Just a few weeks ago, it was announced that TNT, the network that distributed Nitro during the Monday nights wars, renewed the All Elite Wrestling Dynamite show through 2023 with a fifth year option. Debuting in October, the Wednesday night broadcast has usually garnered just below a million viewers a week, despite head-to-head competition with NXT on USA. According to the Wrestling Observer’s Dave Meltzer, the deal will pay AEW $175 million total for the TV rights fee, which translates to roughly $45 million a year. There’s also speculation that a second All Elite show will be added to the schedule as a part of the new contract. All things considered, this move from TNT solidifies AEW’s place among the professional wrestling industry and the project is definitely more than just an upstart group now.
The most important aspect of this deal, and really any business venture for that matter, is that it allows All Elite Wrestling to be a profitable promotion. As I’ve said many times before, success for the company isn’t necessarily defeating the WWE in the ratings, but rather the ability to become a profitable organization. Revenue and profitability are what ultimately determine success.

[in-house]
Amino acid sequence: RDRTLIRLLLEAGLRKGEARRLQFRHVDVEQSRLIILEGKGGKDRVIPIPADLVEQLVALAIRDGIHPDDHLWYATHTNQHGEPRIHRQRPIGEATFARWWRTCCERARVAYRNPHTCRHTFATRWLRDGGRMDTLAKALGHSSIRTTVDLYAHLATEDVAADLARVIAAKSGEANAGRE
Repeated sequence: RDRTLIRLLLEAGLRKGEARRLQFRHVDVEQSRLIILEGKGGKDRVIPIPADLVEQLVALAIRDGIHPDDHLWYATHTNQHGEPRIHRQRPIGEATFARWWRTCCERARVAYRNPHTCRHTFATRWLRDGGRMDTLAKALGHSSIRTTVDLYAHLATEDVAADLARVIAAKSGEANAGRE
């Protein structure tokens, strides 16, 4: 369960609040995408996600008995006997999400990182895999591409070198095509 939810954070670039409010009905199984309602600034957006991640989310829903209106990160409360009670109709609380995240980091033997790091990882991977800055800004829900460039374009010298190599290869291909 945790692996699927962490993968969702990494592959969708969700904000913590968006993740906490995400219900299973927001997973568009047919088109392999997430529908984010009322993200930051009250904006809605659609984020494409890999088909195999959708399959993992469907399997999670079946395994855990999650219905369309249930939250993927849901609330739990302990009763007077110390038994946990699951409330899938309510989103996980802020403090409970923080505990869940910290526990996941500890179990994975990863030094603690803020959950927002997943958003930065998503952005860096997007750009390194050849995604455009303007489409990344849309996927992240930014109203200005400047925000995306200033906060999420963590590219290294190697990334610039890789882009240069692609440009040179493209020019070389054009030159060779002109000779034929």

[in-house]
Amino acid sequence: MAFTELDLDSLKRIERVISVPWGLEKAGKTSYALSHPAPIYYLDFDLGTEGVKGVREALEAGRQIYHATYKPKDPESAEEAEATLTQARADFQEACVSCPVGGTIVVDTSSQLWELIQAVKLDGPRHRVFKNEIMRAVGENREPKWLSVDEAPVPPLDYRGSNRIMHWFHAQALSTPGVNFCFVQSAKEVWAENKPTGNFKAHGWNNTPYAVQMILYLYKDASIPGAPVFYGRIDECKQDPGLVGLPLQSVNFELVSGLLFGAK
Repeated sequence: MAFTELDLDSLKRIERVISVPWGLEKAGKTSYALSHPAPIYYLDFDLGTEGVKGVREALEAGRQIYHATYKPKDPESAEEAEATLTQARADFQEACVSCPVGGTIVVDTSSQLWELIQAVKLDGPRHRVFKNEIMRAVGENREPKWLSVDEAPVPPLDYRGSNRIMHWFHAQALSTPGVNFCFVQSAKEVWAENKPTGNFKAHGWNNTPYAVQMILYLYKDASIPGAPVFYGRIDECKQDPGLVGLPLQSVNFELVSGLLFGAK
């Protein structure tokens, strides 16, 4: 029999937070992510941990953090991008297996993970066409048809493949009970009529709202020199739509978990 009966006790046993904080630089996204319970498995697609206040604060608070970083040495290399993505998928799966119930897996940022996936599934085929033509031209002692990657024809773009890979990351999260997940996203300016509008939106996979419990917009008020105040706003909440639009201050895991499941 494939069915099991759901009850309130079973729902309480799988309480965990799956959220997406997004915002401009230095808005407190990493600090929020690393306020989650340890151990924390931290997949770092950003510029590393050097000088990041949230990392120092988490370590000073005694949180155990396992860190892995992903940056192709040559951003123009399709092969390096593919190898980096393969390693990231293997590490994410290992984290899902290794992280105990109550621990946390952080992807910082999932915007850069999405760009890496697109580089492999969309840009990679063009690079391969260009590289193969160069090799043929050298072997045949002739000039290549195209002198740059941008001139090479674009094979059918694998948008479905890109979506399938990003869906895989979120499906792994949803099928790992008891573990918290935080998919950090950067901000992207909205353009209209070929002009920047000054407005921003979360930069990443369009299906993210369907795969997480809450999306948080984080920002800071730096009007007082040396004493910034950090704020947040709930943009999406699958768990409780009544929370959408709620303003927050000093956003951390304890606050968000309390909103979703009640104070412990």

However, this TV extension is really only a small victory as far as the overall aspirations of the Khan-owned wrestling league. The new TV contract gives them the opportunity and the funding to build their audience while making a profit, which still has a lot of work to be done. Obviously, TNT thinks the Dynamite show has potential to grow and the network was able to make money from the ad revenue associated with it. Make no mistake about it, the cable channel wouldn’t have offered the extension if the economics of the Dynamite production didn’t make money for them. Another aspect that I’ve written about before is that as far as television goes, consistent ratings are one of the most valuable commodities because it fuels commercial revenue, which is what AEW delivered with relatively consistent numbers despite the NXT competition. Regardless of the slip in Raw ratings during the past few years, one of the main reasons the WWE received such a major TV deal last year was that there’s still consistent viewership.